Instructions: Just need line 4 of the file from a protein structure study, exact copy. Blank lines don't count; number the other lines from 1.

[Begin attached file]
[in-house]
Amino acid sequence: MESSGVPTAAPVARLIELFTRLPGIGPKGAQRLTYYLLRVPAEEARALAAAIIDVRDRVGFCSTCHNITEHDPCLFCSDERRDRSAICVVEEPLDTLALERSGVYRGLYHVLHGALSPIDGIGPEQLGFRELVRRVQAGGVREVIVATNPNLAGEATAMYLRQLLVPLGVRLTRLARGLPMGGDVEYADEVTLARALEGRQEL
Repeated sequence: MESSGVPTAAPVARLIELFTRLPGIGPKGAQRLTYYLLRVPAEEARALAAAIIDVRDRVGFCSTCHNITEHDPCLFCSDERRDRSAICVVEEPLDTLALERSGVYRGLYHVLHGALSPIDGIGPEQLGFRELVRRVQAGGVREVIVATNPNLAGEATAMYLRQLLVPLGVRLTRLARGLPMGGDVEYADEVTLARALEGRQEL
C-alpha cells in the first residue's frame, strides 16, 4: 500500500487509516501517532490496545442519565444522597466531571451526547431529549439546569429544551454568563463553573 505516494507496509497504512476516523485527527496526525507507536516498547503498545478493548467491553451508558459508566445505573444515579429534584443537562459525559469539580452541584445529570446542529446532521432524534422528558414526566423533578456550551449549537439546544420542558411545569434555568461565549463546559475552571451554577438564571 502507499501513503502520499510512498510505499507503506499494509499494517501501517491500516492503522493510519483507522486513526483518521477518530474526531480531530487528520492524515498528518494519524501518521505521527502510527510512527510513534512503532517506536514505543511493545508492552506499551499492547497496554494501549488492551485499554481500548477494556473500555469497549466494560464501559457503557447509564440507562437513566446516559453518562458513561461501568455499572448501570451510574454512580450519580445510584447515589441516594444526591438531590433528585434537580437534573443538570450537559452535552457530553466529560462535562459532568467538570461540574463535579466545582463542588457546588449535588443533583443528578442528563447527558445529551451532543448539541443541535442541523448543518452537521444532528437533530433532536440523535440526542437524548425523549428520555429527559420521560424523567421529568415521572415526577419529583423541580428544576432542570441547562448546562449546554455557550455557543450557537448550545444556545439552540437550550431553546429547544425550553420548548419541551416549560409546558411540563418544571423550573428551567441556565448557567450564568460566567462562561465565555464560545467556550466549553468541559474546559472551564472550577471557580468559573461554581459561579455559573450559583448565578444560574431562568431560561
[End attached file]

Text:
C-alpha cells in the first residue's frame, strides 16, 4: 500500500487509516501517532490496545442519565444522597466531571451526547431529549439546569429544551454568563463553573 505516494507496509497504512476516523485527527496526525507507536516498547503498545478493548467491553451508558459508566445505573444515579429534584443537562459525559469539580452541584445529570446542529446532521432524534422528558414526566423533578456550551449549537439546544420542558411545569434555568461565549463546559475552571451554577438564571 502507499501513503502520499510512498510505499507503506499494509499494517501501517491500516492503522493510519483507522486513526483518521477518530474526531480531530487528520492524515498528518494519524501518521505521527502510527510512527510513534512503532517506536514505543511493545508492552506499551499492547497496554494501549488492551485499554481500548477494556473500555469497549466494560464501559457503557447509564440507562437513566446516559453518562458513561461501568455499572448501570451510574454512580450519580445510584447515589441516594444526591438531590433528585434537580437534573443538570450537559452535552457530553466529560462535562459532568467538570461540574463535579466545582463542588457546588449535588443533583443528578442528563447527558445529551451532543448539541443541535442541523448543518452537521444532528437533530433532536440523535440526542437524548425523549428520555429527559420521560424523567421529568415521572415526577419529583423541580428544576432542570441547562448546562449546554455557550455557543450557537448550545444556545439552540437550550431553546429547544425550553420548548419541551416549560409546558411540563418544571423550573428551567441556565448557567450564568460566567462562561465565555464560545467556550466549553468541559474546559472551564472550577471557580468559573461554581459561579455559573450559583448565578444560574431562568431560561